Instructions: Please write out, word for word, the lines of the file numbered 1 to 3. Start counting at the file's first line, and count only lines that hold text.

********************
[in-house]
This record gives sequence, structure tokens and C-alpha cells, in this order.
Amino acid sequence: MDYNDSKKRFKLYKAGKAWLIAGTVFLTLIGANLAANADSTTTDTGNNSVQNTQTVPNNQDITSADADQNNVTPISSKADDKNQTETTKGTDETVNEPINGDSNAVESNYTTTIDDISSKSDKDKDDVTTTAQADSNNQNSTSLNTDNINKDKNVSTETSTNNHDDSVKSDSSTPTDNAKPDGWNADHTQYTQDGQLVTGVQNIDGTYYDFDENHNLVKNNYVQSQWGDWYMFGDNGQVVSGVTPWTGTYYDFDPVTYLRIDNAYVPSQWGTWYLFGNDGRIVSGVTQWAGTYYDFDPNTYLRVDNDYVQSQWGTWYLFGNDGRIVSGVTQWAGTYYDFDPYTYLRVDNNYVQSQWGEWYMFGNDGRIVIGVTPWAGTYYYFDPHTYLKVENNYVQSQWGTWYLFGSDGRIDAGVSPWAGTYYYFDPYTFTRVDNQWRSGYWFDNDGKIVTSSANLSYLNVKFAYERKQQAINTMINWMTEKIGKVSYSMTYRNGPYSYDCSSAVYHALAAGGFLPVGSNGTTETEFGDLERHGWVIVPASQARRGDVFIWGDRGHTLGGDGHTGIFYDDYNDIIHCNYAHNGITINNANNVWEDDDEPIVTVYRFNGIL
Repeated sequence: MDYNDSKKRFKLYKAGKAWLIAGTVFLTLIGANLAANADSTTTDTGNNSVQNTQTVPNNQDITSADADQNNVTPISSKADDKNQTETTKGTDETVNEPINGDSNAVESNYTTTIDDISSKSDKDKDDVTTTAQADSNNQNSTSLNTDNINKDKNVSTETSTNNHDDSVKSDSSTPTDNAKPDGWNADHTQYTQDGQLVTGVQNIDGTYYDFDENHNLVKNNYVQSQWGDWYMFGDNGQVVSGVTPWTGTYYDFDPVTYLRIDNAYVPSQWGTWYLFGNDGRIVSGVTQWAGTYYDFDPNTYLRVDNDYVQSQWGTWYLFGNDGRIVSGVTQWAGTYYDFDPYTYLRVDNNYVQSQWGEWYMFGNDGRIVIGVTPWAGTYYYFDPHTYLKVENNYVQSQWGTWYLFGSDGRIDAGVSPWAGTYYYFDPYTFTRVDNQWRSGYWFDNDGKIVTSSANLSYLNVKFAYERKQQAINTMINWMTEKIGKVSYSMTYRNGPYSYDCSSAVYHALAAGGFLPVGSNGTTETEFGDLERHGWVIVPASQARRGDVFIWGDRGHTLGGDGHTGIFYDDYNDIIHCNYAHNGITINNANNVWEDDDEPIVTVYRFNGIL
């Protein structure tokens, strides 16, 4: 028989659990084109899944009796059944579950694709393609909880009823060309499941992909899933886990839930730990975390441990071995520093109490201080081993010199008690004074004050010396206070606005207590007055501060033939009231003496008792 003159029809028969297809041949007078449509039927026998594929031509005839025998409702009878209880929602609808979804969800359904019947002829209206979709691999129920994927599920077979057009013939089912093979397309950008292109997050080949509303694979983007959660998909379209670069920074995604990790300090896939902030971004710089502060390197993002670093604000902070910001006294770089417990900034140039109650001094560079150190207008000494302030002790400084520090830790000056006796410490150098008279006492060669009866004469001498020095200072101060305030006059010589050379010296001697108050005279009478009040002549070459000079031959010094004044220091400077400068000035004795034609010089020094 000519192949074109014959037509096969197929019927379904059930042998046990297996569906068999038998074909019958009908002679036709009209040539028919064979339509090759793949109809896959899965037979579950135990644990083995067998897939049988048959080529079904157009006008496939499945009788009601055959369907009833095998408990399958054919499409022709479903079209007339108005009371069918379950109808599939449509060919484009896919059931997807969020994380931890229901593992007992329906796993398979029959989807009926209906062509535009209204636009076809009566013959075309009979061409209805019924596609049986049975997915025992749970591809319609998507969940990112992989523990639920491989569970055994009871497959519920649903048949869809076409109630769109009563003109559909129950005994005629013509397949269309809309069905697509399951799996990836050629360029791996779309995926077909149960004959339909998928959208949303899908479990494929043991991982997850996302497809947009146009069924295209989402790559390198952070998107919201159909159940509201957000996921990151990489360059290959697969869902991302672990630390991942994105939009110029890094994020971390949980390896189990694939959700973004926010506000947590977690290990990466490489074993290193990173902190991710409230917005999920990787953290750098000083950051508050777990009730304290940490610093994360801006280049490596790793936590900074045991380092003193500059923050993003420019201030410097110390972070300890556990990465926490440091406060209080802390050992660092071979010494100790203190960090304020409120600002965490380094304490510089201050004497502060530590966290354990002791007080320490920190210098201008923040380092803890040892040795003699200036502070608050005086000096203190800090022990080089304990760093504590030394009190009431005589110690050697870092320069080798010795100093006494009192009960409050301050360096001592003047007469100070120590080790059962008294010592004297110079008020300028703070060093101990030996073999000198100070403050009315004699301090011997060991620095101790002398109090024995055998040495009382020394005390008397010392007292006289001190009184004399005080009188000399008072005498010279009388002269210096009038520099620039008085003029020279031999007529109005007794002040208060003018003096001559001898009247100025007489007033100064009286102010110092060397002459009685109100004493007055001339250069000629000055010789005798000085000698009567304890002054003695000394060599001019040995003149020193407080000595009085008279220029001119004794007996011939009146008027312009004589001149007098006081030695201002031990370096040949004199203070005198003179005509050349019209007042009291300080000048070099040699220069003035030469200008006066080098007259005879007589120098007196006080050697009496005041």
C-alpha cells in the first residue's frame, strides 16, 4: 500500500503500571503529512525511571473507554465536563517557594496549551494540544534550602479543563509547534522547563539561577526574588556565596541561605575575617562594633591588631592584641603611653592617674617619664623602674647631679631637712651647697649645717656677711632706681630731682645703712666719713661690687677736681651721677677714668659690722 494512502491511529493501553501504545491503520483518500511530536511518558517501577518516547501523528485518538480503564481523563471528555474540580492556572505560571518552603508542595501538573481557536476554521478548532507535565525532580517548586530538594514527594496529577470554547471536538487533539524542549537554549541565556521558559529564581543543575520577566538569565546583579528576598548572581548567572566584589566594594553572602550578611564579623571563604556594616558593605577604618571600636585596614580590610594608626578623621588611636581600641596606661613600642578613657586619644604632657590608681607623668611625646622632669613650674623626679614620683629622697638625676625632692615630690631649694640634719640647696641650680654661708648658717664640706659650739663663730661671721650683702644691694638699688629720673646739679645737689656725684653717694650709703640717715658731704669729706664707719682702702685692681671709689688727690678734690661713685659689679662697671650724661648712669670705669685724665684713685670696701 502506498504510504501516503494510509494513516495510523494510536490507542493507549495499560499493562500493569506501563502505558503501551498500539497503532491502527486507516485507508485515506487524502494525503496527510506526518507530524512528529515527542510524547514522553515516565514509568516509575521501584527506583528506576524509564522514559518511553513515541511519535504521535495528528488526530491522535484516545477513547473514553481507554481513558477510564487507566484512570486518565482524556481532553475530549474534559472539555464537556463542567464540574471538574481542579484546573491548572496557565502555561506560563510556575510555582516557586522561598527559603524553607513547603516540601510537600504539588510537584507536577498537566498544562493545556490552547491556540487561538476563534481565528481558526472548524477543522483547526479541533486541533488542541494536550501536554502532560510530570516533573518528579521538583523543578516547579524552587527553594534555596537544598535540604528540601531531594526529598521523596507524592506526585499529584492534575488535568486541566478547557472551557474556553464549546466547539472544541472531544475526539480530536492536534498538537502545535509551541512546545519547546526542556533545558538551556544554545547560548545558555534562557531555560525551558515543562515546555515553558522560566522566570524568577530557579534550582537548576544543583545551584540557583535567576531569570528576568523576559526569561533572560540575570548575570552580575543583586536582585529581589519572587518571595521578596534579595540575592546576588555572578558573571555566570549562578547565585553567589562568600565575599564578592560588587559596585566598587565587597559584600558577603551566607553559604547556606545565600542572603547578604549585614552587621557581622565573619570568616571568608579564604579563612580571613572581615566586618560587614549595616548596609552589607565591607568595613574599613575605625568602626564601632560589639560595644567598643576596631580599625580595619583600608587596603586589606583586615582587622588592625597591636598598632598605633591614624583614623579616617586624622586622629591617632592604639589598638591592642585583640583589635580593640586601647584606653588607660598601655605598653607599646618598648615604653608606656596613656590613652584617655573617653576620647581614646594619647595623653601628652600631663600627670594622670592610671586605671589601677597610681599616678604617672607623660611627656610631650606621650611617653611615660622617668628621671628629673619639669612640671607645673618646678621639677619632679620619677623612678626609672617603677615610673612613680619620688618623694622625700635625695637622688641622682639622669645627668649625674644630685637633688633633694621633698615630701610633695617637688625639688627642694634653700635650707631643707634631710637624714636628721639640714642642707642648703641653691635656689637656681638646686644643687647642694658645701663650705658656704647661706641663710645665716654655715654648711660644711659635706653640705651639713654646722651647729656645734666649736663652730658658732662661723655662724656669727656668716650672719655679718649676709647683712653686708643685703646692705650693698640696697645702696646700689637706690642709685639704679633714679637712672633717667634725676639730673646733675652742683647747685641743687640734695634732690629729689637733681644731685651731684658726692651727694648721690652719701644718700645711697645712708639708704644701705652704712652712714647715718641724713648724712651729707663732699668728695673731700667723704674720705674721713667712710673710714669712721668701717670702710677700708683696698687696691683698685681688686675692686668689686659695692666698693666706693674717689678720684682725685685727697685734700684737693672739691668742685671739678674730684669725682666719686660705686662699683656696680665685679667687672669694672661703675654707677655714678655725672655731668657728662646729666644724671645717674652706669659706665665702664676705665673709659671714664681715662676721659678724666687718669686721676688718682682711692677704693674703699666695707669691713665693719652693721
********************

[in-house]
This record gives sequence, structure tokens and C-alpha cells, in this order.
Amino acid sequence: MDYNDSKKRFKLYKAGKAWLIAGTVFLTLIGANLAANADSTTTDTGNNSVQNTQTVPNNQDITSADADQNNVTPISSKADDKNQTETTKGTDETVNEPINGDSNAVESNYTTTIDDISSKSDKDKDDVTTTAQADSNNQNSTSLNTDNINKDKNVSTETSTNNHDDSVKSDSSTPTDNAKPDGWNADHTQYTQDGQLVTGVQNIDGTYYDFDENHNLVKNNYVQSQWGDWYMFGDNGQVVSGVTPWTGTYYDFDPVTYLRIDNAYVPSQWGTWYLFGNDGRIVSGVTQWAGTYYDFDPNTYLRVDNDYVQSQWGTWYLFGNDGRIVSGVTQWAGTYYDFDPYTYLRVDNNYVQSQWGEWYMFGNDGRIVIGVTPWAGTYYYFDPHTYLKVENNYVQSQWGTWYLFGSDGRIDAGVSPWAGTYYYFDPYTFTRVDNQWRSGYWFDNDGKIVTSSANLSYLNVKFAYERKQQAINTMINWMTEKIGKVSYSMTYRNGPYSYDCSSAVYHALAAGGFLPVGSNGTTETEFGDLERHGWVIVPASQARRGDVFIWGDRGHTLGGDGHTGIFYDDYNDIIHCNYAHNGITINNANNVWEDDDEPIVTVYRFNGIL